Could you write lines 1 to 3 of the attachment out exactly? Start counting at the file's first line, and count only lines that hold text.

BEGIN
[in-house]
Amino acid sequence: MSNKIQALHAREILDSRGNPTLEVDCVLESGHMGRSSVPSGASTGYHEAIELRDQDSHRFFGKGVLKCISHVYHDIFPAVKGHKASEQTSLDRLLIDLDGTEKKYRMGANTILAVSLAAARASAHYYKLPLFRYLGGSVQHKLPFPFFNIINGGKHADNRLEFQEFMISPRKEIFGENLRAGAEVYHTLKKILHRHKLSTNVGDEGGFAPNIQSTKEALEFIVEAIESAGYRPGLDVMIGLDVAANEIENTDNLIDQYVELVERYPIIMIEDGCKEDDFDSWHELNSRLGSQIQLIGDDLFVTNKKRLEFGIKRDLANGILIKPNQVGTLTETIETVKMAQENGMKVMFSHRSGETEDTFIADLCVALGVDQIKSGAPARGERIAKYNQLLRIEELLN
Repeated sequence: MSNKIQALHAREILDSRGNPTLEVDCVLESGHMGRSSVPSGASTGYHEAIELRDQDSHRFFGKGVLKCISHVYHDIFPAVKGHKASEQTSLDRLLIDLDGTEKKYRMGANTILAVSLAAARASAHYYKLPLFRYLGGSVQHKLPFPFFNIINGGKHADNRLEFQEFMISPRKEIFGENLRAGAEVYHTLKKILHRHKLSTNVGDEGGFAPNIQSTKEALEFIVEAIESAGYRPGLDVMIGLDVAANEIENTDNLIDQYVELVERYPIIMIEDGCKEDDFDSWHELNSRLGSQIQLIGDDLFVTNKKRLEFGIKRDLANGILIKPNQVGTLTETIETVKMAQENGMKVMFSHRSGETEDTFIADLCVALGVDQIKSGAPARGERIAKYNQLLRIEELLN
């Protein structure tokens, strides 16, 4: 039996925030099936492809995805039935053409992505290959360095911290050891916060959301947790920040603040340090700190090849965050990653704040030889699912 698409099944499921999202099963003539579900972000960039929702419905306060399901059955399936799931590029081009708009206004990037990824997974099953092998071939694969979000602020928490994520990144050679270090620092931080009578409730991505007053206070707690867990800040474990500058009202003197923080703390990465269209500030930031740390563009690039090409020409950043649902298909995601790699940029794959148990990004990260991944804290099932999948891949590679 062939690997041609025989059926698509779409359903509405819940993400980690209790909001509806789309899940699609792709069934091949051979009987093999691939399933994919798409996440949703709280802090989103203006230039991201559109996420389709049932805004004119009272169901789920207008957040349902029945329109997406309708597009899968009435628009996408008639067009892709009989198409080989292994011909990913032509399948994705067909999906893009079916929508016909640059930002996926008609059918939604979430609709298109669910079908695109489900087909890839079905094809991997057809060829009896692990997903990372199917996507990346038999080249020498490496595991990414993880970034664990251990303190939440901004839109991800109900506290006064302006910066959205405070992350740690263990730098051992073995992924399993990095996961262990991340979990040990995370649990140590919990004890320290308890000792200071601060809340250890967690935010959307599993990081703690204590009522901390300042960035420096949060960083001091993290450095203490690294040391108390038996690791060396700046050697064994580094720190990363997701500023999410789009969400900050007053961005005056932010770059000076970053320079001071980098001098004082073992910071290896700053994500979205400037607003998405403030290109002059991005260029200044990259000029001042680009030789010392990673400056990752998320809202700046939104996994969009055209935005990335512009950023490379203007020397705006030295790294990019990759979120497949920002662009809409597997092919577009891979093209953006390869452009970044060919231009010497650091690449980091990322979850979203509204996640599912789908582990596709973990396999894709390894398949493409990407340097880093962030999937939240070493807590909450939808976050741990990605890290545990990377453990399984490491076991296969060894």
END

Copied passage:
[in-house]
Amino acid sequence: MSNKIQALHAREILDSRGNPTLEVDCVLESGHMGRSSVPSGASTGYHEAIELRDQDSHRFFGKGVLKCISHVYHDIFPAVKGHKASEQTSLDRLLIDLDGTEKKYRMGANTILAVSLAAARASAHYYKLPLFRYLGGSVQHKLPFPFFNIINGGKHADNRLEFQEFMISPRKEIFGENLRAGAEVYHTLKKILHRHKLSTNVGDEGGFAPNIQSTKEALEFIVEAIESAGYRPGLDVMIGLDVAANEIENTDNLIDQYVELVERYPIIMIEDGCKEDDFDSWHELNSRLGSQIQLIGDDLFVTNKKRLEFGIKRDLANGILIKPNQVGTLTETIETVKMAQENGMKVMFSHRSGETEDTFIADLCVALGVDQIKSGAPARGERIAKYNQLLRIEELLN
Repeated sequence: MSNKIQALHAREILDSRGNPTLEVDCVLESGHMGRSSVPSGASTGYHEAIELRDQDSHRFFGKGVLKCISHVYHDIFPAVKGHKASEQTSLDRLLIDLDGTEKKYRMGANTILAVSLAAARASAHYYKLPLFRYLGGSVQHKLPFPFFNIINGGKHADNRLEFQEFMISPRKEIFGENLRAGAEVYHTLKKILHRHKLSTNVGDEGGFAPNIQSTKEALEFIVEAIESAGYRPGLDVMIGLDVAANEIENTDNLIDQYVELVERYPIIMIEDGCKEDDFDSWHELNSRLGSQIQLIGDDLFVTNKKRLEFGIKRDLANGILIKPNQVGTLTETIETVKMAQENGMKVMFSHRSGETEDTFIADLCVALGVDQIKSGAPARGERIAKYNQLLRIEELLN